With the economic crisis brought by the coronavirus pandemic, it’s becoming more and more financially challenging for the Commonwealth Utilities Corp. to operate 24 hours a day, according to CUC executive director Gary P. Camacho.
When asked if there is any plan to cut CUC employees’ biweekly 80 work hours schedule, Camacho said last Wednesday he still needs to work with the board of directors about that since they still need to operate a large infrastructure—water, wastewater, and power transmission, distribution, and generation.
“There’s still a huge responsibility to ensure that all of that is operational,” he said in an interview.
He said that keeping utility services available all the time 24 hours a day is “obviously overwhelming,” but that they understand the need to do so.
Camacho said they are already implementing austerity measures—he did not specify what those measures are— but reduction in work hours is just an extreme or expanded cost-cutting measure. At present, CUC is the only agency that’s not cutting work hours among government and autonomous agencies.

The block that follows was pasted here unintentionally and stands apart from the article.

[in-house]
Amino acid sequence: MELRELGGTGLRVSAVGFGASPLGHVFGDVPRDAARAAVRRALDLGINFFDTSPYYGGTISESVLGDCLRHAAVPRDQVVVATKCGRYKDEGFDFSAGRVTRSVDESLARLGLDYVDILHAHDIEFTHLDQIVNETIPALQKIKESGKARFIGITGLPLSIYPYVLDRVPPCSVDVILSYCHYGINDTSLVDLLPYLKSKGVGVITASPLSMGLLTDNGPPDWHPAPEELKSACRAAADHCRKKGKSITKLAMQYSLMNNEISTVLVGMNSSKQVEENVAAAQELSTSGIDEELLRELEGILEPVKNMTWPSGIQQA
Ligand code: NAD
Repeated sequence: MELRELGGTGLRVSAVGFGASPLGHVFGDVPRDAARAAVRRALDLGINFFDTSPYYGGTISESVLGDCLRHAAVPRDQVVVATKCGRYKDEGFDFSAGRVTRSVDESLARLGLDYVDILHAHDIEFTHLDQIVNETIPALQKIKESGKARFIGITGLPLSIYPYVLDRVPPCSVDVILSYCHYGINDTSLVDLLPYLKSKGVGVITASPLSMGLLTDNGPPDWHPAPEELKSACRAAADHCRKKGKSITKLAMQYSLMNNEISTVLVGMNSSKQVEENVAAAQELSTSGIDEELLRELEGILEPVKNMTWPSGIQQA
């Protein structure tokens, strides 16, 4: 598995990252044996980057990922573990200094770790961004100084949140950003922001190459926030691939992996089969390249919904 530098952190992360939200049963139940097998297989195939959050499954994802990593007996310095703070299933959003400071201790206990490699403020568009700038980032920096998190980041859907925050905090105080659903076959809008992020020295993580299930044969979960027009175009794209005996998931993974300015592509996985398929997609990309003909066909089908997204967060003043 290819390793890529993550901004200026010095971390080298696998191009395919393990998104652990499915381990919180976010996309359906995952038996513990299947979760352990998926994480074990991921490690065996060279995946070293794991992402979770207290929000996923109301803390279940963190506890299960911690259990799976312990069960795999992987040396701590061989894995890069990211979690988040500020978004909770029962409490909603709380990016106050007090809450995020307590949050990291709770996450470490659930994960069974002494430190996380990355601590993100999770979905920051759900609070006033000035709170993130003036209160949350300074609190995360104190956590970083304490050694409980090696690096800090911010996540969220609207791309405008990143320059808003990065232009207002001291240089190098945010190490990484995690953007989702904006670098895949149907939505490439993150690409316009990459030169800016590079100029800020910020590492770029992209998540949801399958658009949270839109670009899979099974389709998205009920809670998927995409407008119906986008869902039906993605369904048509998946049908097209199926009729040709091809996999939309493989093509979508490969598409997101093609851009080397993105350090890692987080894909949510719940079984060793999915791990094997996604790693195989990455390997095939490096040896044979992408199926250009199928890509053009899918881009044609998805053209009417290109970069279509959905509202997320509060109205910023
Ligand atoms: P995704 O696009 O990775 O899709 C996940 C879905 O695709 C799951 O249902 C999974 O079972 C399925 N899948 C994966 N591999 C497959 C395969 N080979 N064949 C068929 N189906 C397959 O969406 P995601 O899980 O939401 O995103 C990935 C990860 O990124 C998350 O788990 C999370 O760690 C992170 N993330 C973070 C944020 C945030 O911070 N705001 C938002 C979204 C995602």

Camacho said that, right now, in his talks with CUC’s chief financial officer about the earlier cost-cutting measures, they were able to sustain their operation budget at a bare minimum.
He said they believe that, at some point, they will have to cut work hours, adding that this is just something that they’re reviewing at the management level. He said they would reduce the work hours as needed, but he could not determine that now.
“But, of course, like anything else, we would always try to minimize any impact to our employees and to our consumers as far as available services [are concerned]. We would like to be open five days a week,” he said.
Camacho said that, if any measures were taken, it would be, at the bare minimum, a reduction of eight hours per week, and then they would expand that as needed. “But again, it’s something that we have to look into. And we’re preparing. We have plans for it already,” he added.